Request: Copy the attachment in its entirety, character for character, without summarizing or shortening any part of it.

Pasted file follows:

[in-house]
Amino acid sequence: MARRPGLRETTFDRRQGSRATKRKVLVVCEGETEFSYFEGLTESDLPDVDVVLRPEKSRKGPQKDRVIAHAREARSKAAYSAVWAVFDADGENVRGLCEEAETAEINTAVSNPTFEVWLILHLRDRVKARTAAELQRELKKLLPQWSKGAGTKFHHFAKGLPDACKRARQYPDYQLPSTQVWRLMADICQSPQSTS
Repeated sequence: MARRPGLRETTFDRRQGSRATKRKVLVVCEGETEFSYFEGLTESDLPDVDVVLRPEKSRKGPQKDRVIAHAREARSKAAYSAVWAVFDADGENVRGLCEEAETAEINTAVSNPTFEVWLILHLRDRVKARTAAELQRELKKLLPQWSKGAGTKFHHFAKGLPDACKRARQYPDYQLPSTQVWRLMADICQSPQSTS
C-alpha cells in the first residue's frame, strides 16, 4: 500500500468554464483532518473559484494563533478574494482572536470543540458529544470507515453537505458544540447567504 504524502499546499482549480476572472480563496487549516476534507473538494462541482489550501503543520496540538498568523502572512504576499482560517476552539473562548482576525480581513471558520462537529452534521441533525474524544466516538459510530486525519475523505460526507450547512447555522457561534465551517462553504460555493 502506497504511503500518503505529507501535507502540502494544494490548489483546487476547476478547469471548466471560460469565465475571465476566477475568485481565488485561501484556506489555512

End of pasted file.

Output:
[in-house]
Amino acid sequence: MARRPGLRETTFDRRQGSRATKRKVLVVCEGETEFSYFEGLTESDLPDVDVVLRPEKSRKGPQKDRVIAHAREARSKAAYSAVWAVFDADGENVRGLCEEAETAEINTAVSNPTFEVWLILHLRDRVKARTAAELQRELKKLLPQWSKGAGTKFHHFAKGLPDACKRARQYPDYQLPSTQVWRLMADICQSPQSTS
Repeated sequence: MARRPGLRETTFDRRQGSRATKRKVLVVCEGETEFSYFEGLTESDLPDVDVVLRPEKSRKGPQKDRVIAHAREARSKAAYSAVWAVFDADGENVRGLCEEAETAEINTAVSNPTFEVWLILHLRDRVKARTAAELQRELKKLLPQWSKGAGTKFHHFAKGLPDACKRARQYPDYQLPSTQVWRLMADICQSPQSTS
C-alpha cells in the first residue's frame, strides 16, 4: 500500500468554464483532518473559484494563533478574494482572536470543540458529544470507515453537505458544540447567504 504524502499546499482549480476572472480563496487549516476534507473538494462541482489550501503543520496540538498568523502572512504576499482560517476552539473562548482576525480581513471558520462537529452534521441533525474524544466516538459510530486525519475523505460526507450547512447555522457561534465551517462553504460555493 502506497504511503500518503505529507501535507502540502494544494490548489483546487476547476478547469471548466471560460469565465475571465476566477475568485481565488485561501484556506489555512